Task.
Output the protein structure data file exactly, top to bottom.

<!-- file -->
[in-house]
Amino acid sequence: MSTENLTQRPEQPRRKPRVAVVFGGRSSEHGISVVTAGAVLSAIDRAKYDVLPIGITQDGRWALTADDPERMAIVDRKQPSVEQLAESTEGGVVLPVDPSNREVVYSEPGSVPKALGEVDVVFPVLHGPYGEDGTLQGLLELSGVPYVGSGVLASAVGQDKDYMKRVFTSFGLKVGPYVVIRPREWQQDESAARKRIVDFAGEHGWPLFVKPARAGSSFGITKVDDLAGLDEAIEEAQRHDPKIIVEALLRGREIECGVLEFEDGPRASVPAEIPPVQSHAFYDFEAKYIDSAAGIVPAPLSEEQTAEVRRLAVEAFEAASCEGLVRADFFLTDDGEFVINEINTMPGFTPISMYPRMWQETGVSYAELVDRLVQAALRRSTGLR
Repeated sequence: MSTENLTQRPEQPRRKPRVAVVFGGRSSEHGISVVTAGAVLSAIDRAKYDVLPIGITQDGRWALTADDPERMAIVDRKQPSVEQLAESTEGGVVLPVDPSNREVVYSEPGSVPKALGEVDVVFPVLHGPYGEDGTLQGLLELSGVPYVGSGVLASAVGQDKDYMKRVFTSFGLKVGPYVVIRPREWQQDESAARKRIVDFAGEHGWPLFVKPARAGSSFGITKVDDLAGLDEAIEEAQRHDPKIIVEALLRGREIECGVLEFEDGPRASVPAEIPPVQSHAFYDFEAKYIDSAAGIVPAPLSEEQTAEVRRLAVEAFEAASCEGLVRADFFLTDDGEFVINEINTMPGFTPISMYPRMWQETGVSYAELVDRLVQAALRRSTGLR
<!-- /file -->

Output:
[in-house]
Amino acid sequence: MSTENLTQRPEQPRRKPRVAVVFGGRSSEHGISVVTAGAVLSAIDRAKYDVLPIGITQDGRWALTADDPERMAIVDRKQPSVEQLAESTEGGVVLPVDPSNREVVYSEPGSVPKALGEVDVVFPVLHGPYGEDGTLQGLLELSGVPYVGSGVLASAVGQDKDYMKRVFTSFGLKVGPYVVIRPREWQQDESAARKRIVDFAGEHGWPLFVKPARAGSSFGITKVDDLAGLDEAIEEAQRHDPKIIVEALLRGREIECGVLEFEDGPRASVPAEIPPVQSHAFYDFEAKYIDSAAGIVPAPLSEEQTAEVRRLAVEAFEAASCEGLVRADFFLTDDGEFVINEINTMPGFTPISMYPRMWQETGVSYAELVDRLVQAALRRSTGLR
Repeated sequence: MSTENLTQRPEQPRRKPRVAVVFGGRSSEHGISVVTAGAVLSAIDRAKYDVLPIGITQDGRWALTADDPERMAIVDRKQPSVEQLAESTEGGVVLPVDPSNREVVYSEPGSVPKALGEVDVVFPVLHGPYGEDGTLQGLLELSGVPYVGSGVLASAVGQDKDYMKRVFTSFGLKVGPYVVIRPREWQQDESAARKRIVDFAGEHGWPLFVKPARAGSSFGITKVDDLAGLDEAIEEAQRHDPKIIVEALLRGREIECGVLEFEDGPRASVPAEIPPVQSHAFYDFEAKYIDSAAGIVPAPLSEEQTAEVRRLAVEAFEAASCEGLVRADFFLTDDGEFVINEINTMPGFTPISMYPRMWQETGVSYAELVDRLVQAALRRSTGLR